What Evidence Is Needed for a Reckless Driving Charge?A reckless driving conviction in Virginia can result in a jail sentence, hefty fines, suspension of your privilege to drive, and demerit points on your driving record, which can also increase your vehicle insurance rates and lead to administrative license suspensions or revocations. In addition, reckless driving is a misdemeanor offense, and you will have a permanent criminal record if convicted. Because of all the harsh consequences, you need to build your defense to the charges that you face and obtain evidence that will support your defenses.

Types of Evidence That Can Help Build a Strong Defense to Reckless Driving Charges

Without the assistance of a defense attorney familiar with reckless driving cases, your chances of getting a lighter punishment, reduction of the charge, or dismissal of the case become significantly lower. Your attorney will be able to identify defenses that you have based on the circumstances in your case and will know what evidence you need to prove your defenses. Some types of evidence that may be helpful include:

  • Calibration of Your Vehicle's Speedometer. If you are disputing that you were driving as fast as the police officer claims, you may want to obtain a speedometer calibration. Depending on whether your car has been properly maintained, damaged, or modified, it is possible that your speedometer shows a lower speed than what you are actually traveling. If the body shop shows this to be the case, this can be used to reduce the penalties you face and possibly the charge, but it is not a defense in and of itself.
  • GPS Evidence. If the officer clocked your speed at close to 80 miles per hour or 20 miles over the speed limit—which are two of the ways you can be charged with reckless driving—GPS evidence can help. GPS information may be able to show how far you traveled in a period of time, which can be used to calculate your speed. However, the GPS information must be extremely accurate for this to be useful.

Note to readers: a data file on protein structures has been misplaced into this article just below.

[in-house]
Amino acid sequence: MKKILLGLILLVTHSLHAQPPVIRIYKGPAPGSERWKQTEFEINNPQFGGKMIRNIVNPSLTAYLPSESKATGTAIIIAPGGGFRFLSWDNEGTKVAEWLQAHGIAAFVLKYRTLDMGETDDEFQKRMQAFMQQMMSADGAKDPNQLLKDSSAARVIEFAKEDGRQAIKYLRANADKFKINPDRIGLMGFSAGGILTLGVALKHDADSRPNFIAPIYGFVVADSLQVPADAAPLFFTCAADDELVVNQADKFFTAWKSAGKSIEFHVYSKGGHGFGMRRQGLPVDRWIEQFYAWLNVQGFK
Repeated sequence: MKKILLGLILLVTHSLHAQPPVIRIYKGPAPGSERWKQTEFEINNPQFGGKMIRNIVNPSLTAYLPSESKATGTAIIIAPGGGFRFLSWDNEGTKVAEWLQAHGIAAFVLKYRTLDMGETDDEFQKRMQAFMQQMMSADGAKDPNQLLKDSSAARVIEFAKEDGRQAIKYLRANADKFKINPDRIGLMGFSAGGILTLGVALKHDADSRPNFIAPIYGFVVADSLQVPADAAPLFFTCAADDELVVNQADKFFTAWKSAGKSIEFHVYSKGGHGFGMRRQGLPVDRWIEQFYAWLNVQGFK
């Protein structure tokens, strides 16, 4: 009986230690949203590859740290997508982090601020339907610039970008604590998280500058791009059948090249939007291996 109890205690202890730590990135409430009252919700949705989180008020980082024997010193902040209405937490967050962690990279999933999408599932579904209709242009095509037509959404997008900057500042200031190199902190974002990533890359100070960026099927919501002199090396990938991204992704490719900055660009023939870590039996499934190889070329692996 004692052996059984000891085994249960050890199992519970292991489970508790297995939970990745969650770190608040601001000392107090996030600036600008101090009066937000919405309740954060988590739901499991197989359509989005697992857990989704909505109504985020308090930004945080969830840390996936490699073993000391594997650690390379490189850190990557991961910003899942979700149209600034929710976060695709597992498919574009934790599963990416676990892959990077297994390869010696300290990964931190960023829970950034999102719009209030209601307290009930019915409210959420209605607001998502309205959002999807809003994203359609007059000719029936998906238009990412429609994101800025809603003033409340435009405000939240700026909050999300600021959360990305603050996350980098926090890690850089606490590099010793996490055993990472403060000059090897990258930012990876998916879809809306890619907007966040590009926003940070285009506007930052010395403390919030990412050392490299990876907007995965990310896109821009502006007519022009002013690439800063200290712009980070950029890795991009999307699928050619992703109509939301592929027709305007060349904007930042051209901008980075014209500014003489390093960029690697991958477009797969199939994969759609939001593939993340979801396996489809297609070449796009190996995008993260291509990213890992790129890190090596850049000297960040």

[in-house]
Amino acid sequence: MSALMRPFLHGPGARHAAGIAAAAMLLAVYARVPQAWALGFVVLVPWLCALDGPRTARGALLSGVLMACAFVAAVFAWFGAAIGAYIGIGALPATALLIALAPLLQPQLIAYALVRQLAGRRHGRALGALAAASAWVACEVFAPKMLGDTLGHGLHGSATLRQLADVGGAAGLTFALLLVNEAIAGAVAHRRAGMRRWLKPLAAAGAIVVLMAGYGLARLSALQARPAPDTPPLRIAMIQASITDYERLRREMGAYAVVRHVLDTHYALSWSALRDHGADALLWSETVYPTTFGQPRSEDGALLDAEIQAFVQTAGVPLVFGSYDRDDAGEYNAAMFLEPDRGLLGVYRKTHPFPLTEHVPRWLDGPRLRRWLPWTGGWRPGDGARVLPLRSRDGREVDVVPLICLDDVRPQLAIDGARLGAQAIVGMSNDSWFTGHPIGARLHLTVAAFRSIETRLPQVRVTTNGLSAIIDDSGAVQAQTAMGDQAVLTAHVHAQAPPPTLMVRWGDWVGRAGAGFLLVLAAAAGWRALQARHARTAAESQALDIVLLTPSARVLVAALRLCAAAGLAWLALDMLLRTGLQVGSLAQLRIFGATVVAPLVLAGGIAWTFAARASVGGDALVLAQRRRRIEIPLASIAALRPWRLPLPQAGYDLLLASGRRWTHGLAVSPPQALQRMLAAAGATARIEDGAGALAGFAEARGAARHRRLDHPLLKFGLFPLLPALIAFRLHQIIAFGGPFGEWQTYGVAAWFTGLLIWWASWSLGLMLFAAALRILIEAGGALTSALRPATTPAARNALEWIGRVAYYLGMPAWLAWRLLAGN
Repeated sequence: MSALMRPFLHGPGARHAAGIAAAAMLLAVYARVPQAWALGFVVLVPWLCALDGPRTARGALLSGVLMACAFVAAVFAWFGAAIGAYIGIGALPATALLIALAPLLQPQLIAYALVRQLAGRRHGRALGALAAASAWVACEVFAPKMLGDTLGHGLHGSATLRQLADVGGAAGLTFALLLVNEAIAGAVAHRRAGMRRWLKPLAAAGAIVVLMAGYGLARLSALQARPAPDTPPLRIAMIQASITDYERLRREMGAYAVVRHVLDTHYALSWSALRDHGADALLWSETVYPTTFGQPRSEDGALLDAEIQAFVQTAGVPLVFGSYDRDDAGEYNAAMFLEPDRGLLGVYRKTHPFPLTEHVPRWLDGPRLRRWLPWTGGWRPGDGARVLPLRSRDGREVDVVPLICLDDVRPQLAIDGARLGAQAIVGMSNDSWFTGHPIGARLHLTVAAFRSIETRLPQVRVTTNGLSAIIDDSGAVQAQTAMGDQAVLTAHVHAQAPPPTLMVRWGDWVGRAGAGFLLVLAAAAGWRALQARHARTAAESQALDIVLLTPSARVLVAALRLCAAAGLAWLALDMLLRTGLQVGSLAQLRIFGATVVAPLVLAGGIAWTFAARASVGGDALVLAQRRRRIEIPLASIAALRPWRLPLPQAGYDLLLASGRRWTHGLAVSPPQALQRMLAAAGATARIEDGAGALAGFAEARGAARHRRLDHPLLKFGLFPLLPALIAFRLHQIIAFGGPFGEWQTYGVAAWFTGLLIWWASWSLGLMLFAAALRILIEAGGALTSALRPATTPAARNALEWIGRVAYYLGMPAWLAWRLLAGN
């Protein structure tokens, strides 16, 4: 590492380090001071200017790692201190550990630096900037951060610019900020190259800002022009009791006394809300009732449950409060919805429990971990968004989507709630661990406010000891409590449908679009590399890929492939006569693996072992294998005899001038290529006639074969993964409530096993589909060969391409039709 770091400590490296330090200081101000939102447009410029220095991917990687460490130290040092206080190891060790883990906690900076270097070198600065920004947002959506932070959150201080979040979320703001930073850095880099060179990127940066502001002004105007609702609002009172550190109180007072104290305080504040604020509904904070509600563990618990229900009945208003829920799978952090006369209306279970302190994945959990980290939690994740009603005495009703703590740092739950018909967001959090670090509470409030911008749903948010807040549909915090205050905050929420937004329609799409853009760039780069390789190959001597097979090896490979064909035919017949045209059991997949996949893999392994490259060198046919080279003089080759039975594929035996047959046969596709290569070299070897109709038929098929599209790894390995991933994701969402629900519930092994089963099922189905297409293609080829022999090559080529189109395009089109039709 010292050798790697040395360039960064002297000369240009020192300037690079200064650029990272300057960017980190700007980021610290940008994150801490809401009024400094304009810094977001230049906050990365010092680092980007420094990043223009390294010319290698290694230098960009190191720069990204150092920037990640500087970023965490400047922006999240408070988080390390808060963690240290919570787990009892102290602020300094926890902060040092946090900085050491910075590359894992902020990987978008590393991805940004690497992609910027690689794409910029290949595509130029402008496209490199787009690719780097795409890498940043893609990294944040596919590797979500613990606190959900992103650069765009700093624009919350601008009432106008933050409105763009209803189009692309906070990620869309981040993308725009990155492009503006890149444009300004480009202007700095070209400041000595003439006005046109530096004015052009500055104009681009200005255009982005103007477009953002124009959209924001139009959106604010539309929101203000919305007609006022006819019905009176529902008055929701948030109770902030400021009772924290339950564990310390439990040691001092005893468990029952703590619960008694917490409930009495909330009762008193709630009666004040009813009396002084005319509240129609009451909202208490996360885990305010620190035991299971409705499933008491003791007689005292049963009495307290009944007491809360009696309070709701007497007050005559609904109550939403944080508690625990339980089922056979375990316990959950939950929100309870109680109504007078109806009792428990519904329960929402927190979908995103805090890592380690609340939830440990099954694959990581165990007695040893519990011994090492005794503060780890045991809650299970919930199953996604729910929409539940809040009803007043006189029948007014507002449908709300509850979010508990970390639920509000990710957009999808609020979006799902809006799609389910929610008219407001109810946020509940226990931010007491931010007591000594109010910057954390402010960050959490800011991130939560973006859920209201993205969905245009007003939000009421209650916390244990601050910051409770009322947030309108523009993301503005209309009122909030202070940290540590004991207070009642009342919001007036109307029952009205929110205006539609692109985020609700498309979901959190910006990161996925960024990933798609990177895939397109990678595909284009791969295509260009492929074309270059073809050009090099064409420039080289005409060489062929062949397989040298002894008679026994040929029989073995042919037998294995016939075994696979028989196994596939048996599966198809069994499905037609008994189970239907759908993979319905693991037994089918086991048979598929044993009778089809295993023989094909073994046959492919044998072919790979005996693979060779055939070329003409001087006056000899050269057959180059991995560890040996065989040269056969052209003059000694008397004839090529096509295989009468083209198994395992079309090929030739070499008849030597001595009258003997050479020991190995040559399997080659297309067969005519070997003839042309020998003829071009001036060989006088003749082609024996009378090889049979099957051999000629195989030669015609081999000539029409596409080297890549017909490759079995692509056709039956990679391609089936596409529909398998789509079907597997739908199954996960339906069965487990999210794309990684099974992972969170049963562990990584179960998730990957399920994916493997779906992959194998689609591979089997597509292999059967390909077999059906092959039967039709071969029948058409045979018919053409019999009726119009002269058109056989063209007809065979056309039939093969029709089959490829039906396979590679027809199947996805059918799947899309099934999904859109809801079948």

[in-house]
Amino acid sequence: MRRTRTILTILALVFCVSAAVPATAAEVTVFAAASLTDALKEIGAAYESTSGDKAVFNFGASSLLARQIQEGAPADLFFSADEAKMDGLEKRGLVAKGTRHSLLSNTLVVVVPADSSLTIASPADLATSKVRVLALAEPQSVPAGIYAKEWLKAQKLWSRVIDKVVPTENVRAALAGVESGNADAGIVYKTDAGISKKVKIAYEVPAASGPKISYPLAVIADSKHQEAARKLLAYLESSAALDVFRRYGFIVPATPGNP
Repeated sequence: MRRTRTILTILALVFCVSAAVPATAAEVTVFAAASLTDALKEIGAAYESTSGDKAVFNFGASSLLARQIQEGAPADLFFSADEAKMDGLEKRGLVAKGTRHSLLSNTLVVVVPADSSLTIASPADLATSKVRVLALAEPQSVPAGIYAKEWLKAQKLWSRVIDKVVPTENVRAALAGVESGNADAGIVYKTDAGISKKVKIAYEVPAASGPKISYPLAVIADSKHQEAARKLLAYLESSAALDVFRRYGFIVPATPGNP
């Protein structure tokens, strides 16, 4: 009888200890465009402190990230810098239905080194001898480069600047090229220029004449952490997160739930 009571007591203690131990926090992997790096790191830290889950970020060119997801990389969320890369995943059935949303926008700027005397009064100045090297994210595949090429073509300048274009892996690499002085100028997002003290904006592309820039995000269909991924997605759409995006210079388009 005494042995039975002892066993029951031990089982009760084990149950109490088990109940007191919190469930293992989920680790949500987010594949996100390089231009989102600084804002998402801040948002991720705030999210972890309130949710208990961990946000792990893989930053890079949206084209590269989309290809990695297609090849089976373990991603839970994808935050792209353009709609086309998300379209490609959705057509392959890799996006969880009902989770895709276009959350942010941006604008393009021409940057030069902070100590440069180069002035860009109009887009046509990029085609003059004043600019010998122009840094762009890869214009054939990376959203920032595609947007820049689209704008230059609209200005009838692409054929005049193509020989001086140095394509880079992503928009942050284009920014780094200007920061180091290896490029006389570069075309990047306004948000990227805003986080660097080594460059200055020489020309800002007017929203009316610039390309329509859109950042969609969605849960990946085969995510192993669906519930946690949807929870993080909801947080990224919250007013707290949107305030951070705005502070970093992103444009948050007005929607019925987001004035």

• Witness Testimony. Witness testimony can be helpful in some situations. Witness testimony can help establish your speed, at least as it appeared inside the car. Witness testimony may also shed light on why a person may be weaving in and out of traffic or driving at a high rate. However, witnesses can also be a double edged sword because they may have incriminating information. Working with the witnesses before the day of their testimony is essential to ensure there are no surprises.
  • Photos and Videos. When speed limit signs are vandalized, missing, or difficult to see, taking photographs or videos can help prove the lack of proper signage. Photos and videos may also give your attorney, the prosecutor, and the court insight about the conditions on the scene that may also explain your driving behavior. Additionally, photos of the scene and where the officer came from will aid in knowing what the officer could observe from his vantage point and will aid in cross examining the officer.
  • Medical Emergency. If you were speeding due to a medical emergency, such as transporting a pregnant woman to the hospital or dealing with a serious medical issue, medical records substantiating this may help you build a defense.
  • Safe Driving Record. If you have a clean driving record, you can use this to show your commitment to safe driving. When this is not the case, taking a driver improvement class may show that you are trying to be a safer driver and may result in a reduced reckless driving charge.
  • Community Service. While community service is not evidence that will help prove or disprove a fact in your case, it may help reduce the penalties you face if convicted of reckless driving. Likewise, community service can be used to try to reduce the charge to show that you have been proactive and have taken responsibility for your driving behavior.

Do you need help fighting a reckless driving charge? Call our office today to schedule your free, no-obligation consultation.